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The Transgender Journey

What Role should therapists play?

By Jean Malpas - Many parents confront new definitions of gender as pioneers, some never having heard the word transgender or cisgender before, all of them hacking their way through a wilderness of confusion, panic, and shame. As we work together, they slowly begin to understand---and act on---what we’ve found to be three essential elements of healing.

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VIDEO: Attuning to Reluctant Teens

Getting Through to Shut-Down Kids

Most therapists are aware of the perils of trying to connect with teenage clients. Teens are often brought to therapy against their will by adults, which can make them especially unwilling to let therapists in. And don’t talk to them like kids--they’re too old for that. But don’t bore them with stereotypical “therapist talk” either--they’re expecting that. So how do therapists relate to teens without seeming patronizing, clueless, or invasive? Therapist Dan Hughes explains...

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The Power of Community in Healing Trauma

Therapy in the Aftermath of the Paris Terrorist Attacks

By Chris Lyford - In the aftermath of terrorist attacks, such as the one in Paris, clinicians are increasingly aware that the most effective way of preventing or minimizing post-terror trauma isn’t some set of therapeutic techniques, but the power of community to help people feel connection and support.

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Practice at the Intersection of Psychotherapy and Coaching

Using Coaching Techniques to Encourage, Challenge, and Motivate Your Therapy Clients

By Lynn Grodzki - A new style of working has emerged that integrates the in-depth understanding of traditional therapy with the experience of being instructed, pushed, and challenged identified with coaching. But can a clinician effectively encompass both styles with the same client?

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VIDEO: Helping Trauma Survivors Find a New Normal

How to Help Clients Do More than Just Recover

There’s no question that helping clients return to a basic functional level should be the main goal with trauma survivors. But what if clients could not only eliminate traumatic stress, but also come away from treatment feeling more resilient and with a fuller sense of self? Lisa Ferentz explains her concept of Post-Traumatic Growth.

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The Negative Habits That Create Unhappiness

A Guide to the Self-Saboteur and Why They Behave the Way They Do

By Cloe Madanes - Most of us claim we want to be happy—to have meaningful lives, enjoy ourselves, experience fulfillment, and share love and friendship with other people. Strangely enough, however, some people act as if they just want to be miserable, and they succeed remarkably at inviting misery into their lives, even though they get little apparent benefit from it. So if you aspire to make yourself miserable, what are the best, most proven techniques for doing it?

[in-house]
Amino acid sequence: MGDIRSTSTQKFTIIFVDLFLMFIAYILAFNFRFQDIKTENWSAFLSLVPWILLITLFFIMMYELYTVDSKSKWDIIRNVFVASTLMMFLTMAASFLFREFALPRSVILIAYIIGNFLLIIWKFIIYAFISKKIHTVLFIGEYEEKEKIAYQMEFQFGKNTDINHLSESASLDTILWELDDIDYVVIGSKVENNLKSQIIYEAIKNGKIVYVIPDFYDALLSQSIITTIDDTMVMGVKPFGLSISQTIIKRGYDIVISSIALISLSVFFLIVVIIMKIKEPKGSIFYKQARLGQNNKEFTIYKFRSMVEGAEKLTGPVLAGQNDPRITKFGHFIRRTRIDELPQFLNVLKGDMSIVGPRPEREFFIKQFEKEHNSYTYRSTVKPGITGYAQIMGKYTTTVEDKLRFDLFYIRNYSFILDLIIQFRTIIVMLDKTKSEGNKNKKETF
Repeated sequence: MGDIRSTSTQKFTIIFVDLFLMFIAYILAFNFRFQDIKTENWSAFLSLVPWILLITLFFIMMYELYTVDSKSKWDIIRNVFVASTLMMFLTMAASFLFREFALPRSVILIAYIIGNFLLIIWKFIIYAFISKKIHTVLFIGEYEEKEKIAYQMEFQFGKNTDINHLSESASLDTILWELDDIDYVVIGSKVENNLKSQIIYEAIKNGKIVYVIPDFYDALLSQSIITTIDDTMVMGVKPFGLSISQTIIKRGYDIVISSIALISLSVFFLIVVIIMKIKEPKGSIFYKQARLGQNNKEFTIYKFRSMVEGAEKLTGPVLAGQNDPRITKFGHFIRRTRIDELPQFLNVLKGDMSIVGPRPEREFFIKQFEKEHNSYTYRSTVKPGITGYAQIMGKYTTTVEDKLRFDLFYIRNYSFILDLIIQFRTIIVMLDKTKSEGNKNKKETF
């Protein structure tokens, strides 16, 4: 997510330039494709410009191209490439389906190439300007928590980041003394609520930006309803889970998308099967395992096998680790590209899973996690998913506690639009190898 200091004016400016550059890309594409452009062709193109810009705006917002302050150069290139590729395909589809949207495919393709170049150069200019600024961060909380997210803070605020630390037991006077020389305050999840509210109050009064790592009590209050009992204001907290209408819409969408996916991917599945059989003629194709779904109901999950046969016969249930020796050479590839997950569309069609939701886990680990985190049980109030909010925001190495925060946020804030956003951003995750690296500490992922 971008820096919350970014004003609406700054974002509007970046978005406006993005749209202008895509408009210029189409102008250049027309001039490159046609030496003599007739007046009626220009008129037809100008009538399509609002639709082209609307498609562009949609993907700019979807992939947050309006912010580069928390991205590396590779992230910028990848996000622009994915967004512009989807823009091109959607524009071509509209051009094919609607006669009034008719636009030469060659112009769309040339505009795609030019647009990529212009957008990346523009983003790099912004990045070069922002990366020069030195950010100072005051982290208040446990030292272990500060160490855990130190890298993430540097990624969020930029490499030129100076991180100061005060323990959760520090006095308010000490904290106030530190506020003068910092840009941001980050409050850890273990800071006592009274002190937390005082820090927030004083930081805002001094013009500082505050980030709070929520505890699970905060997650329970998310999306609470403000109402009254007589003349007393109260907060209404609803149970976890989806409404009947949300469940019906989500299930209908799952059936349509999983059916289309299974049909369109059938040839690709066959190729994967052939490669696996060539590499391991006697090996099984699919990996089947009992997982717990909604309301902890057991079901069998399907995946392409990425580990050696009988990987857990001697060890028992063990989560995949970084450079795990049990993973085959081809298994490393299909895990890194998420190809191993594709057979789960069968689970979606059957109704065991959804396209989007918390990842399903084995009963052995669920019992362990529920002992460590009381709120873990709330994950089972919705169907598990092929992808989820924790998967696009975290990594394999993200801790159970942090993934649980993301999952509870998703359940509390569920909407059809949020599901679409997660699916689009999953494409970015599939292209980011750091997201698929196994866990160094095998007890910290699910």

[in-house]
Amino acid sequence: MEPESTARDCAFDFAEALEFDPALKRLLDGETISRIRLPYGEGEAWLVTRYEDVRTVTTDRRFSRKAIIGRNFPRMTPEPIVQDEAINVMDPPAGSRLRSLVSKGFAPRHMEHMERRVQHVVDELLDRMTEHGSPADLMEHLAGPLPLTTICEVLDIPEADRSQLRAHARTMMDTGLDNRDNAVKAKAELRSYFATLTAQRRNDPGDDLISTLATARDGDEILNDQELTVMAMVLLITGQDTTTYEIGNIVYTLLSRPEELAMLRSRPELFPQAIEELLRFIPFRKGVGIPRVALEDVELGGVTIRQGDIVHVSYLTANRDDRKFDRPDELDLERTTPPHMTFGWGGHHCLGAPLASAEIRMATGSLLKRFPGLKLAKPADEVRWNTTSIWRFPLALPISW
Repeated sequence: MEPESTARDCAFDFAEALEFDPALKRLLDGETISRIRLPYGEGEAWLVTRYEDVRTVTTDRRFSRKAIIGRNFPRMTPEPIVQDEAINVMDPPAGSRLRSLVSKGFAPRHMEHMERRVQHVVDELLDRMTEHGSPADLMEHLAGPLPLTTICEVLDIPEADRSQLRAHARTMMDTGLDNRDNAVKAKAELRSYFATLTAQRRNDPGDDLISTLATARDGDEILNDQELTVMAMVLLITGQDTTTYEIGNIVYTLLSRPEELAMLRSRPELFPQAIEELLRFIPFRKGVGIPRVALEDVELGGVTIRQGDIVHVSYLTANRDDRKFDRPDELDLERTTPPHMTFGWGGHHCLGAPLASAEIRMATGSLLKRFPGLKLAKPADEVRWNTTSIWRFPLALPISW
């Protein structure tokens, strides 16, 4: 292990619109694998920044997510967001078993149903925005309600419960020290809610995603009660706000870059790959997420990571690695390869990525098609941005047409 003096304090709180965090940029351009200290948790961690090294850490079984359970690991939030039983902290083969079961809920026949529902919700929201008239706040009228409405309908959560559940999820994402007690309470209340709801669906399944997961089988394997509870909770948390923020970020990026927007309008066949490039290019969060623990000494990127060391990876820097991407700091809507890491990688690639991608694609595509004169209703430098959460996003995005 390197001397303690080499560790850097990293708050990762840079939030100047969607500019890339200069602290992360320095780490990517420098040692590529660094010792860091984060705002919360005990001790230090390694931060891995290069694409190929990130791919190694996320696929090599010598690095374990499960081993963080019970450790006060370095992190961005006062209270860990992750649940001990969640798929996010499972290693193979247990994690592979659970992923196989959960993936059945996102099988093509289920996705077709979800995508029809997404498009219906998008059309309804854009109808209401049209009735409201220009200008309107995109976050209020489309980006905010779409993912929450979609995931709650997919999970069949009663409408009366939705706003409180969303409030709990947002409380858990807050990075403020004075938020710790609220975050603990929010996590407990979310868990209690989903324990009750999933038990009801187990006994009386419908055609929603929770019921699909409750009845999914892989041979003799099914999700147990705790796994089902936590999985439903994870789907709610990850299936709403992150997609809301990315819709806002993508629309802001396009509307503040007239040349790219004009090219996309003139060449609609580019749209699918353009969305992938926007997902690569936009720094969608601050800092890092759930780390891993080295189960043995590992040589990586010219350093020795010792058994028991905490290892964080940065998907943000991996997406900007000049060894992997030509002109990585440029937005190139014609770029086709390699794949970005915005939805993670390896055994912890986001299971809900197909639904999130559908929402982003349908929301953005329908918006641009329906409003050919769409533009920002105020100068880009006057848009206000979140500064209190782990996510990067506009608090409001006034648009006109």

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Creating Therapeutic Changes That Last

Why Changing Clients' Habits is Key to Making Therapy Stick

By Steven Stosny - With the exception of saints and literary characters, enduring change rarely happens as the result of being knocked off our feet by a spiritual or psychological whack upside the head. Perdurable change is gradual and mundane. It occurs by extending, supplementing, and altering the habits that shape perspectives and drive behavior. First comes the hard work; then comes the epiphany.

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How Therapy Reached the New Age of Trauma Treatment

Janina Fisher on Helping Trauma Clients Access Their Bodies, Resources, and Resilience

By Janina Fisher - In this new age of trauma treatment, we aim to help our clients find the light---or at least to find their bodies, their resources, and their resilience. Of course, listening to and witnessing the clients’ experiences remain central to the treatment process, but we now focus on much more than the traumatic events in their histories, knowing these events don’t define who they truly are.

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The Remarriage Triangle

Working with Later-Life Recouplers and their Grown Children

By Patricia Papernow -  Later-life recoupled families are appearing more and more often in therapists’ offices. Although divorce rates have dwindled in the United States over the last two decades, they’re soaring among people over 50, along with rates of remarriage. However, these later-life recouplers face many of the same challenges that younger stepfamilies do, complicated by the long-standing networks of relationships that come with this life stage.

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Strengthening Trauma Therapy by Bringing in the Family

Mary Jo Barrett on the Healing Potential of Families in Trauma Treatment

By Mary Jo Barrett - Mostly, I think we avoid family therapy because families can be so exhausting, creating an atmosphere of great emotional volatility, which requires us to be on our toes all the time. But the therapy experience takes on an entirely different dimension when family members learn to be healing agents for each other. Clients, especially those who’ve been traumatized, often feel disconnected from themselves and somehow separate and cut off from other people.

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Righting Psychotherapy's Reputation in the Media

Bessel van der Kolk and the New York Times

By Kathleen Smith - It’s no secret that psychotherapy has had an image problem in the media. Real and fictional clinicians on TV and in the movies are regularly portrayed as jargon-spouting caricatures, or are often shown to break ethical codes without blinking, displaying more personal problems than their clients. But a bigger part of the problem may be that, on the whole, therapists haven’t done a particularly good job explaining what we do or how it works.

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A Therapist Struggles with the Clinical Choices He's Made

Reflections on a Marriage Therapy with a Transitioning Spouse

By David Treadway - Sometimes I’ve been instrumental in helping couples stay married when perhaps they’d have been happier if they’d gotten divorced. Other times, it’s been the reverse. Obviously, we all know that’s it not our job to tell our clients what’s right for them: rather, we need to create the right conditions for them to discover the answers for themselves. Frequently, however, our own reactivity shapes the messages we send and how profoundly we can influence---in unconscious and unpredictable ways---the unfolding of some couples’ lives. I feel that way about my work with Glen and Julie over a 14-year span.